Joint Attention - Response And Initiation As A Distinct Root Of Development In Autism?
In a typical development, joint attention, or coordinated attention between social partners to share interest in entities, objects, or events, starts to emerge at around three months of age and gradually grows until about eighteen months of age.
Many different species can be seen paying attention together. Despite having a strong ontogenetic and phylogenetic foundation, it is not always apparent, especially in autistic children. In fact, autism spectrum disorder (ASD) is a condition that is early predicted by decreased joint attention in infancy.
A core deficit in autism is joint attention, which sets children with ASD apart from children who are typically developing and those who have other disabilities.
Joint attention is a crucial skill that beginners can use to learn information from others; it is connected to later development in a variety of domains for both typically developing people and people with ASD.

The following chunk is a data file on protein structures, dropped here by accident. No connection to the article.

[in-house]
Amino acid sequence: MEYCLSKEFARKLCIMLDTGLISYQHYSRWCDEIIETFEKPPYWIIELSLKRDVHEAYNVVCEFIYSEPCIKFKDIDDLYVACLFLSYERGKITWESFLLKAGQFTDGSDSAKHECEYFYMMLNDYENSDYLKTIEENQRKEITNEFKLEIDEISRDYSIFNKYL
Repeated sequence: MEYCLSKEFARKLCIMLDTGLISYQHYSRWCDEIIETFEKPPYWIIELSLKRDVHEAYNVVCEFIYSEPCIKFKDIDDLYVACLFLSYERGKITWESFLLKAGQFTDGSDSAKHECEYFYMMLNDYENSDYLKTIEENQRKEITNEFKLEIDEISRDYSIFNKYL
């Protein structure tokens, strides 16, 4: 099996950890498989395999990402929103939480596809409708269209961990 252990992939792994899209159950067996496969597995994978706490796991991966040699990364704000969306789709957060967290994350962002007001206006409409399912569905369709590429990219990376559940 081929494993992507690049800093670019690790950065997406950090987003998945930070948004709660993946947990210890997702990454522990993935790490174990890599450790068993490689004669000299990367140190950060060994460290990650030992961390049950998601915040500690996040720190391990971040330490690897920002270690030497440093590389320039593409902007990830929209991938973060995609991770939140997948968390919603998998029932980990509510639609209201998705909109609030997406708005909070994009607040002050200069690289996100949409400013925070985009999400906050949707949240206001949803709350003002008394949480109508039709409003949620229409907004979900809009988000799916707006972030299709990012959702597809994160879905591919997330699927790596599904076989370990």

Individual differences in joint attention between individuals on the autism spectrum are a good indicator of adaptive abilities, symptoms, social functioning, linguistic abilities, and cognitive development.
The evaluation of joint attention and developmental outcomes over time has, however, received relatively little research. The directionality of influences between joint attention and social-cognitive development will be crucially understood by this type of research.
The posterior and temporal attentional networks that support RJA may emerge earlier than the anterior networks thought to support IJA. IJA may reflect more voluntarily sharing of experiences, whereas RJA may reflect relatively involuntary orienting in response to social cues. RJA was in fact linked to intention understanding in 3-year-olds with ASD. The speed at which attention disengaged was interestingly correlated with gaze alternation, suggesting that non-social attention may contribute to IJA in ASD.
Despite continuity within the domain, associations between IJA and RJA are infrequently seen in the development of RJA and IJA in infants who are typically developing. Due to the fact that RJA involves the presentation of stimuli rather than the observation of child-initiated behaviors, it is simpler to assess than IJA. As was previously mentioned, there may be a more fundamental disturbance in IJA than RJA in autism.